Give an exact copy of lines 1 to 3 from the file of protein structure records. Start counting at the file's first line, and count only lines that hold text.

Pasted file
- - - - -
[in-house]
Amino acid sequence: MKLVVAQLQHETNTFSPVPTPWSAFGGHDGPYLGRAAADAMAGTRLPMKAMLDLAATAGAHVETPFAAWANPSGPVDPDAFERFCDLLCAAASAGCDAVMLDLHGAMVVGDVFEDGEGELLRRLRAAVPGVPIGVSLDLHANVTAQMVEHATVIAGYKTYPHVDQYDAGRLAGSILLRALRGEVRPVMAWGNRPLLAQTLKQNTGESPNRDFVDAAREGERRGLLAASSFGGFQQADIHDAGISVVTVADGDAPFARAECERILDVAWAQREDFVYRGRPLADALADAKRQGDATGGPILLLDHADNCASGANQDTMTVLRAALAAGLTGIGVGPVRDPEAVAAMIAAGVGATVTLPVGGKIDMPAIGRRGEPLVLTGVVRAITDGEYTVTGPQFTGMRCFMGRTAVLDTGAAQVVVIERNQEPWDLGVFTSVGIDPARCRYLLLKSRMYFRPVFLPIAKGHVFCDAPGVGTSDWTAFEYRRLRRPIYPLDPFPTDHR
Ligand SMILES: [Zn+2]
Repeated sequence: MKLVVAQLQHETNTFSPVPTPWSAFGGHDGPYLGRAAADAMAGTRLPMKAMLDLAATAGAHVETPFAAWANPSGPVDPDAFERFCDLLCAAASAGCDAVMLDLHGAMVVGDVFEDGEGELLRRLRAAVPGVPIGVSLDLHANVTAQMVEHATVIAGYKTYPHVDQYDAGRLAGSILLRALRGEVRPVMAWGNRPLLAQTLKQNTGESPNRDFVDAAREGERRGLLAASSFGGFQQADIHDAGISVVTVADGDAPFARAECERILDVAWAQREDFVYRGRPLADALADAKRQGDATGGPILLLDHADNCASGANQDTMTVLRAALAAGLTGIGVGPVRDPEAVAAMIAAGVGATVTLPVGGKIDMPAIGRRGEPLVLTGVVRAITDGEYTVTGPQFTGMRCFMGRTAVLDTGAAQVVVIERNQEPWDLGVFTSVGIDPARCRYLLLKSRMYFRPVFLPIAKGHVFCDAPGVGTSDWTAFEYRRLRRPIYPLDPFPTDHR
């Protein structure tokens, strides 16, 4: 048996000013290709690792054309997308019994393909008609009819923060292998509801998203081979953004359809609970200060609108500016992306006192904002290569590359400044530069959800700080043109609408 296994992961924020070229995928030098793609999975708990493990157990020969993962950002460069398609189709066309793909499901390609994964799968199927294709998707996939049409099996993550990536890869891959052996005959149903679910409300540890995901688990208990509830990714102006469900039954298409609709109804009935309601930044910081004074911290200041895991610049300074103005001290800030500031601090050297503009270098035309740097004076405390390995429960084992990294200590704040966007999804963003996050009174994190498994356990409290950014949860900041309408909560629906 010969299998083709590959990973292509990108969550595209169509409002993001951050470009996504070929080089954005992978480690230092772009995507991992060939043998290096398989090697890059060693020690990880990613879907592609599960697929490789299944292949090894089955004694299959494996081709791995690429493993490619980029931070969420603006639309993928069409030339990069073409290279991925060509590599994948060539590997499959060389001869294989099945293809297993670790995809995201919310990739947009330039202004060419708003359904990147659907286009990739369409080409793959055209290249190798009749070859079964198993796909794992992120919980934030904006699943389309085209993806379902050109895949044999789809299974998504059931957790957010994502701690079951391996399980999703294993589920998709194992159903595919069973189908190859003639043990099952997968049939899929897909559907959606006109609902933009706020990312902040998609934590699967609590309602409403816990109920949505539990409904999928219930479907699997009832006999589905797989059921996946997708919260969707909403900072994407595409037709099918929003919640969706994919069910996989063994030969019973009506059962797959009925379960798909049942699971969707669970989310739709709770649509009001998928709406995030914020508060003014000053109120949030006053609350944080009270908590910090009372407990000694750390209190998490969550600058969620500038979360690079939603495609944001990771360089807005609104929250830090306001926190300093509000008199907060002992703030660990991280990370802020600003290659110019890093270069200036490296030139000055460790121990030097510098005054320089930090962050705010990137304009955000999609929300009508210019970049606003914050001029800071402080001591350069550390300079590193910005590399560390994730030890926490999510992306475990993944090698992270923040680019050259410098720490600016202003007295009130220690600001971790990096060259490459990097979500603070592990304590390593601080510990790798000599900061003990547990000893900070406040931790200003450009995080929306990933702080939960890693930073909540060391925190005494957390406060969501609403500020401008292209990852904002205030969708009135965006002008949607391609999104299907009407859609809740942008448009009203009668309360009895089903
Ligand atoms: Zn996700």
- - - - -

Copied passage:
[in-house]
Amino acid sequence: MKLVVAQLQHETNTFSPVPTPWSAFGGHDGPYLGRAAADAMAGTRLPMKAMLDLAATAGAHVETPFAAWANPSGPVDPDAFERFCDLLCAAASAGCDAVMLDLHGAMVVGDVFEDGEGELLRRLRAAVPGVPIGVSLDLHANVTAQMVEHATVIAGYKTYPHVDQYDAGRLAGSILLRALRGEVRPVMAWGNRPLLAQTLKQNTGESPNRDFVDAAREGERRGLLAASSFGGFQQADIHDAGISVVTVADGDAPFARAECERILDVAWAQREDFVYRGRPLADALADAKRQGDATGGPILLLDHADNCASGANQDTMTVLRAALAAGLTGIGVGPVRDPEAVAAMIAAGVGATVTLPVGGKIDMPAIGRRGEPLVLTGVVRAITDGEYTVTGPQFTGMRCFMGRTAVLDTGAAQVVVIERNQEPWDLGVFTSVGIDPARCRYLLLKSRMYFRPVFLPIAKGHVFCDAPGVGTSDWTAFEYRRLRRPIYPLDPFPTDHR
Ligand SMILES: [Zn+2]